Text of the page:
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Re: [Bug-apl] Questions about GNU APL

From: Blake McBride
Subject: Re: [Bug-apl] Questions about GNU APL
Date: Mon, 31 Mar 2014 10:16:57 -0500

Dear Jürgen,

Thank you for responding.  Please see my comments below:

On Mon, Mar 31, 2014 at 9:12 AM, Juergen Sauermann <address@hidden> wrote:
Hi Blake,

1. currently there is only address@hidden,org that deals with everything
related to GNU APL. The posting frequency is not that high, so I think
a separate list makes little sense. It is perfectly OK if you post discussions
and other non-bugs to bug-apl.

It was unclear to me that bug-apl was actually an email list.  From your docs I gathered that that address was just email to you.  The bug-apl list is surely adequate.  My only suggestion at this point is to make the included documentation make it clear that that address is a list.  Just a suggestion...

(more below)


2. I could answer that if I knew exactly what component file is?

Historically, APL component files referred to a mechanism that allows the user to store arbitrary APL arrays in a data file by use of an index or record number.  Thus the component file acted like an APL vector that externally stored.  You could assign values to indexes or record number within the component file.  This component file system is somewhat described in the standard you refer to (is13751.pdf, Annex A., Page 254).  It is better defined and explained in the "Dyalog APL - Tutorial" you refer to in the section titled "Component Files" on page 536.

Every APL I have ever used had a component file system.  I don't know how you could build a business application without one.  You always have data you need to persist.  While component file system are a bit crude, a keyed file system is much more useful and can be built on top of a component file system.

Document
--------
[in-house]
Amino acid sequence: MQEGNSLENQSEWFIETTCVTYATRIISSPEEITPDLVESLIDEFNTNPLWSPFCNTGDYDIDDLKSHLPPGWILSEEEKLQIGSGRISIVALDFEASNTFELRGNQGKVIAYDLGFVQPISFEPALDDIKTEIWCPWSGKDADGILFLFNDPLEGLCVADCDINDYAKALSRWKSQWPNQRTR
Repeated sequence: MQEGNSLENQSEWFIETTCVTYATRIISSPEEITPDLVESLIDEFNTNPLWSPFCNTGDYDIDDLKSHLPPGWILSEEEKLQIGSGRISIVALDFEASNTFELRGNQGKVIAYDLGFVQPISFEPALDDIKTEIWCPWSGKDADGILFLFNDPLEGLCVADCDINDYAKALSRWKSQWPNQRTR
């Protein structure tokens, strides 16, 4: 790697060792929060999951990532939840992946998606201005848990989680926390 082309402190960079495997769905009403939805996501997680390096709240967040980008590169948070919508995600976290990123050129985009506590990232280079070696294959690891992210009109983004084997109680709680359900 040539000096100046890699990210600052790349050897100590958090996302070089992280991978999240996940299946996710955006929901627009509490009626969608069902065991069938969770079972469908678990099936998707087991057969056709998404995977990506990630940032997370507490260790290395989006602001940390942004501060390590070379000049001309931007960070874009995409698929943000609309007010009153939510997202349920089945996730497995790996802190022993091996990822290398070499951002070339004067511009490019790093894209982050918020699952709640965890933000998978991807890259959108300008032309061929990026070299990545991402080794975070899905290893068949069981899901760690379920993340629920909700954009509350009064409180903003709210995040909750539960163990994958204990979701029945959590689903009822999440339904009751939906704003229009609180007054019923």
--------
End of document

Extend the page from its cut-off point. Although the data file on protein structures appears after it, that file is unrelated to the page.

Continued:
Keyed file systems work like component file systems except that instead of an index (or record number) used to access the arrays, a string or integer key is used.  This would also include the ability to read next and prior record in key order.  This made APL highly usable for business applications!

(more below)

Is that the
⍐, ⍗, ⍇, and ⍈ functions from APL68000? Anyway, I would like to keep
file systems, databases etc. out of the core GNU APL because the preferences
and requirements of different people are likely to be very different.

Not sure I agree.  File systems store generic data and can be used pretty arbitrarily.  Properly designed, it is no less generic and applicable than any other APL operator.

(more below)

However such functions are needed in real life and the intended way to interface
to such functions in GNU APL are native functions (as opposed to introducing new
⎕xx functions or using shared variables).

Although this is do-able, it is a huge burden to require each user to write his own file system interface, specially when it is very largely (if nut universally) needed.  If designed thoughtfully, it would be very widely and very generally useful.

While a lot of fun, GNU APL is not useful to me without the ability to persist data.  I really appreciate and respect what you have done.  I think you are 98% there.  Adding a component and keyed file system could blow the walls out of APL use and could possibly usher in the second coming of APL IMO.

I am an expert in C, and I have a lot of database experience.  I've even written a few Btree-plus file systems (in APL and C).  On the other hand, I don't know anything about GNU APL's internals.  If you are interested, perhaps we can work together to add this feature.

Thanks again for a lovely system!

Blake McBride

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